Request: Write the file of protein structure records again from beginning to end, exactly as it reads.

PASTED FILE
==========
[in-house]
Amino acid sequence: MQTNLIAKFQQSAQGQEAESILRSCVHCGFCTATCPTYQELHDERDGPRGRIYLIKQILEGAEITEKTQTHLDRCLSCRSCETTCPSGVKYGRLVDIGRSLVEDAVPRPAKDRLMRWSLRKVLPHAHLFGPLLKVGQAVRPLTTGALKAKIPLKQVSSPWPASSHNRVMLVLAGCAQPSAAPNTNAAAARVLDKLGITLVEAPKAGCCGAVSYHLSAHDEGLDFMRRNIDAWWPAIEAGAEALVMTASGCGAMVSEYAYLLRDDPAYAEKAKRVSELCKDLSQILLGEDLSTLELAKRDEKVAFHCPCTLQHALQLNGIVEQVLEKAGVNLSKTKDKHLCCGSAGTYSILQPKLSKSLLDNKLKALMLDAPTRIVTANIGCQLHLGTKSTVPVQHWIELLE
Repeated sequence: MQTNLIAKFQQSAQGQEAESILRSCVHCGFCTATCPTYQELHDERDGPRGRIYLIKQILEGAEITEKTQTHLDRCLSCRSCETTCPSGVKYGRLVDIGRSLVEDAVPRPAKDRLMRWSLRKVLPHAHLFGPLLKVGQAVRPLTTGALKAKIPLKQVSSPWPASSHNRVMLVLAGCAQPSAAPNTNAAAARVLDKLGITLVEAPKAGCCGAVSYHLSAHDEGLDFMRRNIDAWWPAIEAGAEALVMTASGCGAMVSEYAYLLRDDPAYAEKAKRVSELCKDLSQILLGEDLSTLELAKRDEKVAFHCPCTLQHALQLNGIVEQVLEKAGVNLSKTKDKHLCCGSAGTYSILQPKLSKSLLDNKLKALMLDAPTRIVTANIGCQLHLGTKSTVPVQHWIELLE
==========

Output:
[in-house]
Amino acid sequence: MQTNLIAKFQQSAQGQEAESILRSCVHCGFCTATCPTYQELHDERDGPRGRIYLIKQILEGAEITEKTQTHLDRCLSCRSCETTCPSGVKYGRLVDIGRSLVEDAVPRPAKDRLMRWSLRKVLPHAHLFGPLLKVGQAVRPLTTGALKAKIPLKQVSSPWPASSHNRVMLVLAGCAQPSAAPNTNAAAARVLDKLGITLVEAPKAGCCGAVSYHLSAHDEGLDFMRRNIDAWWPAIEAGAEALVMTASGCGAMVSEYAYLLRDDPAYAEKAKRVSELCKDLSQILLGEDLSTLELAKRDEKVAFHCPCTLQHALQLNGIVEQVLEKAGVNLSKTKDKHLCCGSAGTYSILQPKLSKSLLDNKLKALMLDAPTRIVTANIGCQLHLGTKSTVPVQHWIELLE
Repeated sequence: MQTNLIAKFQQSAQGQEAESILRSCVHCGFCTATCPTYQELHDERDGPRGRIYLIKQILEGAEITEKTQTHLDRCLSCRSCETTCPSGVKYGRLVDIGRSLVEDAVPRPAKDRLMRWSLRKVLPHAHLFGPLLKVGQAVRPLTTGALKAKIPLKQVSSPWPASSHNRVMLVLAGCAQPSAAPNTNAAAARVLDKLGITLVEAPKAGCCGAVSYHLSAHDEGLDFMRRNIDAWWPAIEAGAEALVMTASGCGAMVSEYAYLLRDDPAYAEKAKRVSELCKDLSQILLGEDLSTLELAKRDEKVAFHCPCTLQHALQLNGIVEQVLEKAGVNLSKTKDKHLCCGSAGTYSILQPKLSKSLLDNKLKALMLDAPTRIVTANIGCQLHLGTKSTVPVQHWIELLE